I think the battle for center field between Ben Revere and Michael Taylor is probably the highlight as we head into Spring Training.  With the loss of Denard Span, the Nationals are going to want a consistent bat and speedy baserunner out of his replacement. Of the two, Revere is definitely the safer option at the start of the year, as he has more professional experience and has proven his ability to hit for average. With that in mind, I think Taylor has the higher potential of the two. While he does need to work on cutting down the strikeouts, he is absolutely lights out on the bases, and has shown that he is the superior of the two when it comes to power (Revere has 4 homers in his 6 year career, Taylor had 14 last year).  I think both players will be given ample opportunities to prove themselves in both center and left field, as current starter Jayson Werth’s endurance is beginning to fade after 13 years of playing.

The rest of the batting order looks very strong as well.  The acquisition of Daniel Murphy from the Mets in the offseason looks to be the most fruitful acquisition for Washington.  Murphy absolutely exploded in the postseason series against the Dodgers and the Cubs, homering in 7 of 8 games and being named NLCS MVP.  Fans are certainly hoping Murphy will continue to swing that hot of a bat come April.

On the other side of second base, it will be interesting to see how Danny Espinosa does in the field. Longtime shortstop Ian Desmond seemed to be somewhat of a liability there, so it can only be hoped that this offseason provided him with enough time to acclimate himself.  I think that regardless of who the Nationals choose for their starting 9, there will be plenty of talent at the plate.

For Jonathan Papelbon, strangling the National League MVP may not have made the best first impression with Nats fans. Photo courtesy of: http://sports.cbsimg.net/images/visual/whatshot/414papgrabsharpbyneck.jpg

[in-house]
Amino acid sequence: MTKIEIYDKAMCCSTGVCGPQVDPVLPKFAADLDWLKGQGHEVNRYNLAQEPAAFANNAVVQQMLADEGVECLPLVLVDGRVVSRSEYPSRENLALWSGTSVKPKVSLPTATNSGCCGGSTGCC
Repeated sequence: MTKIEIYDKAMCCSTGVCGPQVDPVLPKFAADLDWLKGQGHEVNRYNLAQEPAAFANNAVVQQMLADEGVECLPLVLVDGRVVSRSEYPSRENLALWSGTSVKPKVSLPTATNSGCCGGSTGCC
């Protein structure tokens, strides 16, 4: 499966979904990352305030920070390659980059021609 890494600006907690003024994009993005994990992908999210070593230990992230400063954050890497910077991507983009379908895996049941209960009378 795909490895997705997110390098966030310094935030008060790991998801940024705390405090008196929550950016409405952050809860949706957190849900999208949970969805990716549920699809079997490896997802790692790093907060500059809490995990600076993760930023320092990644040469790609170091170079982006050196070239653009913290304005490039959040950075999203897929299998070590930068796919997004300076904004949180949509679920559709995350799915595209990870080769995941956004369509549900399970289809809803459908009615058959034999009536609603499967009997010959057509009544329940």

The real concern for the Nationals pitching-wise doesn’t come from their rotation. If Strasburg can stay healthy and Scherzer can have even half the season he did last year, I think they should be in good shape.

The real concern comes from the bullpen. The Nats had the 5th lowest save percentage in the NL, converting just over 64% in 64 opportunities.  Jonathan Papelbon seems to be the undisputed closer now, with Drew Storen moving to Toronto. While Papelbon did have issues meshing with the team originally, (including one altercation where Papelbon seemed to strangle Bryce Harper) the players seem willing to move past them.

With a lot of firepower on offense, and arm in every slot in the rotation, the Nationals are primed for another great season. Hopefully the team chemistry will continue to increase throughout Spring Training, and some veteran ex-starters (Oliver Perez and Yusmeiro Petit) will be able to adapt to their new bullpen roles with some of the younger talent. The offense should be consistent throughout the year, so the Nats success will hinge a lot on Stephen Strasburg remaining healthy in the rotation, along with Tanner Roark and Joe Ross continuing to improve as young starting pitchers.  If these three can live up to their potential, it will then be up to the bullpen to ensure that their efforts are converted into curly W’s.